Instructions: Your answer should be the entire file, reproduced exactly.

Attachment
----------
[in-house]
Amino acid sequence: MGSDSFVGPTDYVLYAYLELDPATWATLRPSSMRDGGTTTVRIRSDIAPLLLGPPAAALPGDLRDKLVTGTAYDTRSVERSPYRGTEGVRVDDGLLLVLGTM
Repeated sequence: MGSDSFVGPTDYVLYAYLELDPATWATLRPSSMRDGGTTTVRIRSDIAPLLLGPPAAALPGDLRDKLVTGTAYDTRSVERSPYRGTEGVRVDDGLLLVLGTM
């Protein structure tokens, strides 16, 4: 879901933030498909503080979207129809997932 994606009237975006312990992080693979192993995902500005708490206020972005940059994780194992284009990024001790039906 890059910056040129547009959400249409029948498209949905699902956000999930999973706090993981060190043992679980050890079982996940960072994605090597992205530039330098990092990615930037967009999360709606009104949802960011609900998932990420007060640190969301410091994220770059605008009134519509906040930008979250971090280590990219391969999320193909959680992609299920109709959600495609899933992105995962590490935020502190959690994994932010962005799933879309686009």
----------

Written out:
[in-house]
Amino acid sequence: MGSDSFVGPTDYVLYAYLELDPATWATLRPSSMRDGGTTTVRIRSDIAPLLLGPPAAALPGDLRDKLVTGTAYDTRSVERSPYRGTEGVRVDDGLLLVLGTM
Repeated sequence: MGSDSFVGPTDYVLYAYLELDPATWATLRPSSMRDGGTTTVRIRSDIAPLLLGPPAAALPGDLRDKLVTGTAYDTRSVERSPYRGTEGVRVDDGLLLVLGTM
């Protein structure tokens, strides 16, 4: 879901933030498909503080979207129809997932 994606009237975006312990992080693979192993995902500005708490206020972005940059994780194992284009990024001790039906 890059910056040129547009959400249409029948498209949905699902956000999930999973706090993981060190043992679980050890079982996940960072994605090597992205530039330098990092990615930037967009999360709606009104949802960011609900998932990420007060640190969301410091994220770059605008009134519509906040930008979250971090280590990219391969999320193909959680992609299920109709959600495609899933992105995962590490935020502190959690994994932010962005799933879309686009």